|Kingdom: Animalia Phylum: Chordata Class: Aves (Birds) Order: Ciconiiformes Family: Ardeidae|
Birds of the Ardeidae family originated in the Eocene era about 60–38 million years ago. Present-day herons have been lumped together taxonomically since Linnaeus’s day. As part of the order Ciconiiformes, they are related most closely to storks, ibises, and spoonbills. The Ardeidae encompass the typical herons, egrets, night herons and the bitterns. The bitterns (subfamily Botaurinae), appear to be the most divergent among the primitive heron stock, a complete turnaround of systematic thinking of a few decades ago. The subfamily Ardeinae include the herons (tribe Ardeini), the egrets (tribe Egrettini) and the night herons (tribe Nycticoracini).
Herons are tall, thin birds, with long necks and legs, large pointed bills, large moveable eyes, and broad wings. The plumage is generally complex, with black, white, grays, or browns, and they have distinctive plumes. These features are primarily adaptations for wading in water in order to feed on fish and other aquatic prey and for communicating with other birds. The long neck has 20-21 cervical vertebrae, the fifth through seventh having the articulation that gives the neck its characteristic kink. The neck is long enough to be folded over the back in an “S” shape when in prolonged flight, making a flying heron easily recognizable. The long legs have feathers on the thighs but are otherwise featherless. The toes are long (including the back toe, which is on level with the rest) and slightly webbed. The claw of middle toe has a serrated edge, which facilitates care of the plumage.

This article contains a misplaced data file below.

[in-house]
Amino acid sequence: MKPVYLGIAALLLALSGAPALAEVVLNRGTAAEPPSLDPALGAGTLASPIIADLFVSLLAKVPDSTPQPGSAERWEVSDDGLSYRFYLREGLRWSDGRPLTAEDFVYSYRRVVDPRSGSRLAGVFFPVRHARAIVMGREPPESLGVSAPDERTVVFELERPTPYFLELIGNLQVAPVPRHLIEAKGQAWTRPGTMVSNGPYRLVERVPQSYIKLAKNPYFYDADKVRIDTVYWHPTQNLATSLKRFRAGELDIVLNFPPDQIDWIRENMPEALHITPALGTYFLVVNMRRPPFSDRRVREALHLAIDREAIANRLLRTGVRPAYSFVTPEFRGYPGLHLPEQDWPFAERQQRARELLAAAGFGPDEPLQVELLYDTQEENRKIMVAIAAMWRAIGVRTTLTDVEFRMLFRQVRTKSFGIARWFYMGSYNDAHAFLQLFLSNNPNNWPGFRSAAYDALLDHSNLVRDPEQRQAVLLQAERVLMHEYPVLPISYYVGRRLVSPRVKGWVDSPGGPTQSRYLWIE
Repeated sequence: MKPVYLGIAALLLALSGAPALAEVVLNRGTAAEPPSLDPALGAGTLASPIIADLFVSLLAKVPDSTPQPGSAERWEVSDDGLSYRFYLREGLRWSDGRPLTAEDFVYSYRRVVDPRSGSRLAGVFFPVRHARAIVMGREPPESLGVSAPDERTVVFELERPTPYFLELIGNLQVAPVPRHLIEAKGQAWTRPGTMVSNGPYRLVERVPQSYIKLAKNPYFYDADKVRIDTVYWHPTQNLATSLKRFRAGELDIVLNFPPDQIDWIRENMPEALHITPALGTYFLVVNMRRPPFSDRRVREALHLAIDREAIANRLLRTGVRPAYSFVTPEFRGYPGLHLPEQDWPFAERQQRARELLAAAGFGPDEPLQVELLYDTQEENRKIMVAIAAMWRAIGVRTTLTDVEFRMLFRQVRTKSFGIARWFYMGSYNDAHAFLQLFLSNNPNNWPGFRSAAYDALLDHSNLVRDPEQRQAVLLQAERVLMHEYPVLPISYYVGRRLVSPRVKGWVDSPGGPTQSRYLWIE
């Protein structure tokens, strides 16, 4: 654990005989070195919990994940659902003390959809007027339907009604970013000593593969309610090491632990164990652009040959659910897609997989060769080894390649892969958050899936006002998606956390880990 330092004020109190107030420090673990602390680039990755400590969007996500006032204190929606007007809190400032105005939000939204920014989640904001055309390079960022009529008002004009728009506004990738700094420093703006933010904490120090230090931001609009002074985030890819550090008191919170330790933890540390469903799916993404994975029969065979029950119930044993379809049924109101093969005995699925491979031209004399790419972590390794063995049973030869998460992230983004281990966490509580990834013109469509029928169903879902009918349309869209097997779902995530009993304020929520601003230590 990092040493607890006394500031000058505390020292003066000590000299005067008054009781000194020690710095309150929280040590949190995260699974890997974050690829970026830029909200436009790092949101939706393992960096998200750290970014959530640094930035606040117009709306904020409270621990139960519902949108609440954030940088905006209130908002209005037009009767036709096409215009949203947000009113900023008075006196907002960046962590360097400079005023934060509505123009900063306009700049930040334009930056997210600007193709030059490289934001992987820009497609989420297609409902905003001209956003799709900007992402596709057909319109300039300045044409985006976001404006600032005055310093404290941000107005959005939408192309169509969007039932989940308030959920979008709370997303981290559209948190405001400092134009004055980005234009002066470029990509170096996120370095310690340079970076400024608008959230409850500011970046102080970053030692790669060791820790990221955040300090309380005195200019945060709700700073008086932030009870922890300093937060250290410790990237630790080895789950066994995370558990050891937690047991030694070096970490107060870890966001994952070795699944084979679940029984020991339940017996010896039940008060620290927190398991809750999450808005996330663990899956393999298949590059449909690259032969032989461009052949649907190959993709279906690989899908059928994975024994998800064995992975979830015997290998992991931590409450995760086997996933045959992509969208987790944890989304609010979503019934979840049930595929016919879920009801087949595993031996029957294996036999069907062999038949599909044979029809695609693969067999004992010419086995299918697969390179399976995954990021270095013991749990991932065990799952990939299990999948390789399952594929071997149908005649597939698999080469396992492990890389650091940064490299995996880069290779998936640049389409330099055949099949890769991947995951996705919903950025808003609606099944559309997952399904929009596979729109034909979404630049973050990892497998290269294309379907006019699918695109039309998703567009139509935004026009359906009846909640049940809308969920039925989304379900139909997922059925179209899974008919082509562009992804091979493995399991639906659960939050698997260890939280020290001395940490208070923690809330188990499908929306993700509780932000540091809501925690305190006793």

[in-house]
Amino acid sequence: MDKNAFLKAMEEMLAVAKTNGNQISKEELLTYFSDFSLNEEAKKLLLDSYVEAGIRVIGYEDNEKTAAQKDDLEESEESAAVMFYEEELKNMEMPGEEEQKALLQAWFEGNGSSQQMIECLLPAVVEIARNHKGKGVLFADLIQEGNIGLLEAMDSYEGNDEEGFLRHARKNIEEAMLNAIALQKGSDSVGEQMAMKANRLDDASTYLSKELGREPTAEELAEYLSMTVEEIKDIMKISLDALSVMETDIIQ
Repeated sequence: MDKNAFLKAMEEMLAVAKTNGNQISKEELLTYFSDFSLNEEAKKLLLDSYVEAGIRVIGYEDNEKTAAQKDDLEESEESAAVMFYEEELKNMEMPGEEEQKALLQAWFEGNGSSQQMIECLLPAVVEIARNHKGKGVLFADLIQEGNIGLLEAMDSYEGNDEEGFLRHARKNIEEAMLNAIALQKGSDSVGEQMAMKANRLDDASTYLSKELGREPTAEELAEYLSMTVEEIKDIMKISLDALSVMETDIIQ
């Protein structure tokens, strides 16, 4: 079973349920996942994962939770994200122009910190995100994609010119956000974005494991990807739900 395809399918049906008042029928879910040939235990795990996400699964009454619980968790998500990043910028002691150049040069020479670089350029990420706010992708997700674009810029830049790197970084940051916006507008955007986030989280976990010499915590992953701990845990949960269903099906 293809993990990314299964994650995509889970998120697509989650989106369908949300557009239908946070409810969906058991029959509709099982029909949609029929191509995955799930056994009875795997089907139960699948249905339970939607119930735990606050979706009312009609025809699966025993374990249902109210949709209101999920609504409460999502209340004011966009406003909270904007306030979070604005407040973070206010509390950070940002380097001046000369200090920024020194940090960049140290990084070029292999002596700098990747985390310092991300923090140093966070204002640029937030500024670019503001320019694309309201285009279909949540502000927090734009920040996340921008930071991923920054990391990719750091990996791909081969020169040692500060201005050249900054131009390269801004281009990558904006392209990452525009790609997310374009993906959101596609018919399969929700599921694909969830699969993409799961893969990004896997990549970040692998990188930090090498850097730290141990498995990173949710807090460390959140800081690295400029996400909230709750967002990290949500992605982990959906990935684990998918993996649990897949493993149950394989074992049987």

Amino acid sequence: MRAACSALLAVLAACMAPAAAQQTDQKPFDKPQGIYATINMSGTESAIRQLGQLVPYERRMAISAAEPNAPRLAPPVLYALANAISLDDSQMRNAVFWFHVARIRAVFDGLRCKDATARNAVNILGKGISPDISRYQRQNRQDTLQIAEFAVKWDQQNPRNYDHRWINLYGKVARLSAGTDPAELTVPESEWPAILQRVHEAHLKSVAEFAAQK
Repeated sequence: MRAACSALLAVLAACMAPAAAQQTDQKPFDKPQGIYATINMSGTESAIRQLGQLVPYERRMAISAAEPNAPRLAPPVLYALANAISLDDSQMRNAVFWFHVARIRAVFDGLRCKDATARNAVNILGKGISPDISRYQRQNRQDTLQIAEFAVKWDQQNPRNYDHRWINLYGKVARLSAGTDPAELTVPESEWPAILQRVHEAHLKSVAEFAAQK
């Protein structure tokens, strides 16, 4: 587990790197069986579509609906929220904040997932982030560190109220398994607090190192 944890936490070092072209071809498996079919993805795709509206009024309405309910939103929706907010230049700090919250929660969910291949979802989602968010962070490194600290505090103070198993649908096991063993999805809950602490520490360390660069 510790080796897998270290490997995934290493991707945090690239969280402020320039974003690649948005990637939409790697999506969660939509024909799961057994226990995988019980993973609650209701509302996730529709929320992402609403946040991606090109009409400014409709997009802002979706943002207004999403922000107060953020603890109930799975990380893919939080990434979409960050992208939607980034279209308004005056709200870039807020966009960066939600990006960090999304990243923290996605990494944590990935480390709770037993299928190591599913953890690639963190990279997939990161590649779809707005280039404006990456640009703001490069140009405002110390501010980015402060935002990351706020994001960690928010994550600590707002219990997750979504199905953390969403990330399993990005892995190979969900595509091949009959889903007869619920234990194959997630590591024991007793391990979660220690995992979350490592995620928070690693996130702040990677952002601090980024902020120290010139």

The heron bill is one of its defining characteristics. Most are elongated to effect the capture of quickly moving prey in a tweezer-like fashion following a rapid strike. Thin rapier-like bills are adaptations for fish eating, piercing through the water to capture fleeing prey. Bill color depends on species, and can vary with age and season. In some species bill color brightens and becomes more colorful during courtship.
Grey Heron (Ardea cinerea) - widespread winter visitor & resident
Cattle Egret (Bubulcus ibis) - widespread resident
Great Bittern (Botaurus stellaris) - widespread winter visitor